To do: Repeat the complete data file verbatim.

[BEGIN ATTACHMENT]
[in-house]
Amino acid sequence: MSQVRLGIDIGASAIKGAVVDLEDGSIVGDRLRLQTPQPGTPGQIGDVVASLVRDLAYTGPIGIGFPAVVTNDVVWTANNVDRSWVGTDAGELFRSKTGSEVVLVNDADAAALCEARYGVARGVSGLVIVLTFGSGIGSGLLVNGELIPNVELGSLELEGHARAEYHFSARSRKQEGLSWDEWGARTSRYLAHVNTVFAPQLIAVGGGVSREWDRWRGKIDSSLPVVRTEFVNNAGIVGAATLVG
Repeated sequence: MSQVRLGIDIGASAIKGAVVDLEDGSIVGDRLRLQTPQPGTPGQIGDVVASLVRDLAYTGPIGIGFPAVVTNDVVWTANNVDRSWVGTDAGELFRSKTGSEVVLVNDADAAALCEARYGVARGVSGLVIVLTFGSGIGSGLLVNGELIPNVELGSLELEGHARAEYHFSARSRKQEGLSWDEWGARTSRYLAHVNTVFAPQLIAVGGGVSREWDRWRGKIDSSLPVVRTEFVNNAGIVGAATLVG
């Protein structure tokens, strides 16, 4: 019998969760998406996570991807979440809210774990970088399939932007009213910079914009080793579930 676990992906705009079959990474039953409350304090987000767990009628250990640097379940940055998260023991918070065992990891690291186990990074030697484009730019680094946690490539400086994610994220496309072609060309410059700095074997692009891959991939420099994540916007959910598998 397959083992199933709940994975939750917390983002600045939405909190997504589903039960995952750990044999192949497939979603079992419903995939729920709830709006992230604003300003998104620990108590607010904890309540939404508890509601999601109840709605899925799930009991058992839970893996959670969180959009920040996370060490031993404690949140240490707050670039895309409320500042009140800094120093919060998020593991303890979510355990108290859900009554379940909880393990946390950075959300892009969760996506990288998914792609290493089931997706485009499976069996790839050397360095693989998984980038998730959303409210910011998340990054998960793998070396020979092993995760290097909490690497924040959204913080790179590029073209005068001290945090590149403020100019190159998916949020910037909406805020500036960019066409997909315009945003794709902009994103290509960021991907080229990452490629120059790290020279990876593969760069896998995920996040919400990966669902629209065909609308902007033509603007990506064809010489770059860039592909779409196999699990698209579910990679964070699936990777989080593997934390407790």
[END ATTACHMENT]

[in-house]
Amino acid sequence: MSQVRLGIDIGASAIKGAVVDLEDGSIVGDRLRLQTPQPGTPGQIGDVVASLVRDLAYTGPIGIGFPAVVTNDVVWTANNVDRSWVGTDAGELFRSKTGSEVVLVNDADAAALCEARYGVARGVSGLVIVLTFGSGIGSGLLVNGELIPNVELGSLELEGHARAEYHFSARSRKQEGLSWDEWGARTSRYLAHVNTVFAPQLIAVGGGVSREWDRWRGKIDSSLPVVRTEFVNNAGIVGAATLVG
Repeated sequence: MSQVRLGIDIGASAIKGAVVDLEDGSIVGDRLRLQTPQPGTPGQIGDVVASLVRDLAYTGPIGIGFPAVVTNDVVWTANNVDRSWVGTDAGELFRSKTGSEVVLVNDADAAALCEARYGVARGVSGLVIVLTFGSGIGSGLLVNGELIPNVELGSLELEGHARAEYHFSARSRKQEGLSWDEWGARTSRYLAHVNTVFAPQLIAVGGGVSREWDRWRGKIDSSLPVVRTEFVNNAGIVGAATLVG
């Protein structure tokens, strides 16, 4: 019998969760998406996570991807979440809210774990970088399939932007009213910079914009080793579930 676990992906705009079959990474039953409350304090987000767990009628250990640097379940940055998260023991918070065992990891690291186990990074030697484009730019680094946690490539400086994610994220496309072609060309410059700095074997692009891959991939420099994540916007959910598998 397959083992199933709940994975939750917390983002600045939405909190997504589903039960995952750990044999192949497939979603079992419903995939729920709830709006992230604003300003998104620990108590607010904890309540939404508890509601999601109840709605899925799930009991058992839970893996959670969180959009920040996370060490031993404690949140240490707050670039895309409320500042009140800094120093919060998020593991303890979510355990108290859900009554379940909880393990946390950075959300892009969760996506990288998914792609290493089931997706485009499976069996790839050397360095693989998984980038998730959303409210910011998340990054998960793998070396020979092993995760290097909490690497924040959204913080790179590029073209005068001290945090590149403020100019190159998916949020910037909406805020500036960019066409997909315009945003794709902009994103290509960021991907080229990452490629120059790290020279990876593969760069896998995920996040919400990966669902629209065909609308902007033509603007990506064809010489770059860039592909779409196999699990698209579910990679964070699936990777989080593997934390407790």